The Higher Education Policy Institute was established in 2002 to shape the higher education policy debate through evidence. We are UK-wide, independent and non-partisan. We are funded by organisations and universities that wish to see a vibrant higher education debate as well as through our own events.
- Independence: We are the only independent think tank devoted to higher education in the UK.
- Rigour and depth of research: Our reports showcase a depth and rigour of research, utilising a range of methodologies to address the most pressing issues in the sector.
- Stimulating debate: Our reports and blogs reflect a wide range of viewpoints across levels of seniority and the political spectrum, and our events provide opportunities for topical higher education policy questions to be considered in detail.
- Flexibility: We aim to respond to policy shifts quickly to help the sector understand change as it happens.
HEPI is a company limited by guarantee and a registered charity. Our charitable objectives, as outlined in HEPI’s Articles of Association, are:
to promote research into and understanding of all aspects of higher education and to disseminate the useful results of such research for the education and benefit of policy makers and the general public in the United Kingdom.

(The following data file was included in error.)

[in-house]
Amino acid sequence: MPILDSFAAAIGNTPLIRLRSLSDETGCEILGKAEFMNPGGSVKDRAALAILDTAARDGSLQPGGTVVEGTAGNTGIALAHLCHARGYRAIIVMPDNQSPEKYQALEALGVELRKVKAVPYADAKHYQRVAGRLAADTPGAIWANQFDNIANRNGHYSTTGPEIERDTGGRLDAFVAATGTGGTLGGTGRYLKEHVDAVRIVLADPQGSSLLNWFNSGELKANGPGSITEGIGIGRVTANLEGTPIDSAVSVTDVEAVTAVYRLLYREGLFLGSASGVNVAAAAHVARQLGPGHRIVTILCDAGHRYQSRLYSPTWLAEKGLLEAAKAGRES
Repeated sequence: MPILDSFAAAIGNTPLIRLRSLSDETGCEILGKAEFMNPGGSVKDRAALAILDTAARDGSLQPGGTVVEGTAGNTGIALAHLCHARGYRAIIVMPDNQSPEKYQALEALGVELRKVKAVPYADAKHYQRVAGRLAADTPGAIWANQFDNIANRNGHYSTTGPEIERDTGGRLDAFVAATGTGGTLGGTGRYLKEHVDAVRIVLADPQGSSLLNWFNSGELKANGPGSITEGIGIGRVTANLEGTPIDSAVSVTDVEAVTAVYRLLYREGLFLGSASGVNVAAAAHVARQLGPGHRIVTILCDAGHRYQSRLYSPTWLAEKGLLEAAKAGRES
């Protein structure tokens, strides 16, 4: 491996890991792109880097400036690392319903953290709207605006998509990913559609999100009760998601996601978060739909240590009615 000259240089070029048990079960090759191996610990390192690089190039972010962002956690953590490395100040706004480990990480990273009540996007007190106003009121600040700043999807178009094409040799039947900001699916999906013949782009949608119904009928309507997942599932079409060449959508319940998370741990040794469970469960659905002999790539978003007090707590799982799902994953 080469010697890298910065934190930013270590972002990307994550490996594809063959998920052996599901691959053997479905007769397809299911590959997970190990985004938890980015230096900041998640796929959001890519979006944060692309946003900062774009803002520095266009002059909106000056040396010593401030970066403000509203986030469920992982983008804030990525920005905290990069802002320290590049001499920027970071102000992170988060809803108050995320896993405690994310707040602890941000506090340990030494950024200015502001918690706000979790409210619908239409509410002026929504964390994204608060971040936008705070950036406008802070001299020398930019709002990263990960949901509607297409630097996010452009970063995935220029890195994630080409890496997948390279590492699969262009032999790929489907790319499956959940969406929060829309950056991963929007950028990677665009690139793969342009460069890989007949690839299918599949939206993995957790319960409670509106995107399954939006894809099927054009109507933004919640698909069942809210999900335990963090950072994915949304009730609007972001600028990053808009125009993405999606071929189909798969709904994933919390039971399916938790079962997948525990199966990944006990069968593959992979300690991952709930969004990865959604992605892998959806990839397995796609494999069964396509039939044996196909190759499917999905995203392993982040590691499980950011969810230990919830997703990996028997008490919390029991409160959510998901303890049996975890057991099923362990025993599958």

Income and expenditure
We aim to be transparent on our funding, which varies a little from year to year. Broadly speaking, subscriptions from higher education institutions (listed here) and corporate Partners (listed here) provide the bulk of our income (around 80%, split evenly between the two categories). The rest of our income comes from events (10% to 15% of income, depending on year) and co-sponsored projects.
Our spending is generally in the region of half a million pounds a year. As a charity, we cannot make a profit. If there is a surplus, as in some recent years, it is cautiously invested as charitable reserves for future use. If there is a deficit, as in 2019/20, we dip into our reserves. Our expenditure for a typical year is shown in the chart below (although in COVID-affected years, we spent less than shown on some items, such as in-person events and travel).